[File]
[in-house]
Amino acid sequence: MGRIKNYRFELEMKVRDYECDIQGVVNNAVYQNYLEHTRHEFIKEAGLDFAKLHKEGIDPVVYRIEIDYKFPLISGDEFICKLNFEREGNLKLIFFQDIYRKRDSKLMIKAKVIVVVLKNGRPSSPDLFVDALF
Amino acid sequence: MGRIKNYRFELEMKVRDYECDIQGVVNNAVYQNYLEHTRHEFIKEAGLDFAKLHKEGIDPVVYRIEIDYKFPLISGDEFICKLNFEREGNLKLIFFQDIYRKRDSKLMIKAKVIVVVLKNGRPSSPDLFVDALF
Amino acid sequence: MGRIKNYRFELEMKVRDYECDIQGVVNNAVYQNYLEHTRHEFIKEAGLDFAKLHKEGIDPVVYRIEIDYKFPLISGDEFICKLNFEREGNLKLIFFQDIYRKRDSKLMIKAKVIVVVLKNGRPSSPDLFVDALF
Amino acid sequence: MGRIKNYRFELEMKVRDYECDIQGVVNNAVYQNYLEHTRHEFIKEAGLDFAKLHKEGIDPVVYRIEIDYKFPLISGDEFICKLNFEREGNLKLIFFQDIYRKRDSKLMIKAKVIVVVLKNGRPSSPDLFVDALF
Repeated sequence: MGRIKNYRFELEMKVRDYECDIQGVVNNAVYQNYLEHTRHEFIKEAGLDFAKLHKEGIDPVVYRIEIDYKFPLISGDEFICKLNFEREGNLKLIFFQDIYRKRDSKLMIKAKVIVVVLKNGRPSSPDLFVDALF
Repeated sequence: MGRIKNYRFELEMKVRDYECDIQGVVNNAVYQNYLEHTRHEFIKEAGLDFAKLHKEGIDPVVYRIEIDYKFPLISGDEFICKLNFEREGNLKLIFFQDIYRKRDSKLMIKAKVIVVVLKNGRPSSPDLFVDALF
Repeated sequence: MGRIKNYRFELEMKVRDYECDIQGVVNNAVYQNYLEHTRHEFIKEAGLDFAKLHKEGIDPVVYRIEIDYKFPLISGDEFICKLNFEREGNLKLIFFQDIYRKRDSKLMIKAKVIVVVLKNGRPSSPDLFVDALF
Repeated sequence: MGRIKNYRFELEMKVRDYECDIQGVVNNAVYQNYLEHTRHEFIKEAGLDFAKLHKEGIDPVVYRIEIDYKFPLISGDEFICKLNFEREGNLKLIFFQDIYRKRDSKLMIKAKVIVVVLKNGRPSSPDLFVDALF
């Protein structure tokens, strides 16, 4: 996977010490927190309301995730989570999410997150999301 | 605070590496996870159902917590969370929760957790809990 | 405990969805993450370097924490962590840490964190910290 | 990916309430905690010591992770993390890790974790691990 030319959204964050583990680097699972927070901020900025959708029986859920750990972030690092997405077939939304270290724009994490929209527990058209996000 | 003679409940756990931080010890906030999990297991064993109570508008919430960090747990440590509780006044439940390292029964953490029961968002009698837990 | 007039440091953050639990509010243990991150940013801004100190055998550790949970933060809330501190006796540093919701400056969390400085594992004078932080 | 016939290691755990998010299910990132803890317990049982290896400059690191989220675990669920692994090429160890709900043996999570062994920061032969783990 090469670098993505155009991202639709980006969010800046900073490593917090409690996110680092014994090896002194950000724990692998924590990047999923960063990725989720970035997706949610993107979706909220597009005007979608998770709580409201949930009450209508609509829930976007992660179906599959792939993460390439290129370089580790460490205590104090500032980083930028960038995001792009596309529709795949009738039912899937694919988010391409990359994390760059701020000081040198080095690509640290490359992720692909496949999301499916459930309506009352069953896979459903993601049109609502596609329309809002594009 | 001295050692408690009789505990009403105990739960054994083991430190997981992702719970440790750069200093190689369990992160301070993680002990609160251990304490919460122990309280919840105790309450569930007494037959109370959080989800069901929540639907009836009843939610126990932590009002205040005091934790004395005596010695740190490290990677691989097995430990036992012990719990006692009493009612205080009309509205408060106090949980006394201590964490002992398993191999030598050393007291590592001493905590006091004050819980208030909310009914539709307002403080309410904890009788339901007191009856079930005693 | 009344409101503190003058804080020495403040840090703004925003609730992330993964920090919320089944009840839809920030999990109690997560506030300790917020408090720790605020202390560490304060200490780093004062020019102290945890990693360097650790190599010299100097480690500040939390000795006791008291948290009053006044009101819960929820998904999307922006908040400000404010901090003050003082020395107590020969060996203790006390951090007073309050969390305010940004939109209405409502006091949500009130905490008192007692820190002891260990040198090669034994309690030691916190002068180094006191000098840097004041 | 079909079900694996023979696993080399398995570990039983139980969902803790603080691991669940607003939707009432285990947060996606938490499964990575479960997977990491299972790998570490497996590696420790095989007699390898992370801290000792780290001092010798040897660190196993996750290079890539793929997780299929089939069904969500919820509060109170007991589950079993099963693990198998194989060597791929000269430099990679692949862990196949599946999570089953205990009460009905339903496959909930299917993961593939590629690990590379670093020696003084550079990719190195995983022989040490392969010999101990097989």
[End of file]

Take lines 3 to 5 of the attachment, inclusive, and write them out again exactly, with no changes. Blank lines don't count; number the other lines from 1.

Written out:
Amino acid sequence: MGRIKNYRFELEMKVRDYECDIQGVVNNAVYQNYLEHTRHEFIKEAGLDFAKLHKEGIDPVVYRIEIDYKFPLISGDEFICKLNFEREGNLKLIFFQDIYRKRDSKLMIKAKVIVVVLKNGRPSSPDLFVDALF
Amino acid sequence: MGRIKNYRFELEMKVRDYECDIQGVVNNAVYQNYLEHTRHEFIKEAGLDFAKLHKEGIDPVVYRIEIDYKFPLISGDEFICKLNFEREGNLKLIFFQDIYRKRDSKLMIKAKVIVVVLKNGRPSSPDLFVDALF
Amino acid sequence: MGRIKNYRFELEMKVRDYECDIQGVVNNAVYQNYLEHTRHEFIKEAGLDFAKLHKEGIDPVVYRIEIDYKFPLISGDEFICKLNFEREGNLKLIFFQDIYRKRDSKLMIKAKVIVVVLKNGRPSSPDLFVDALF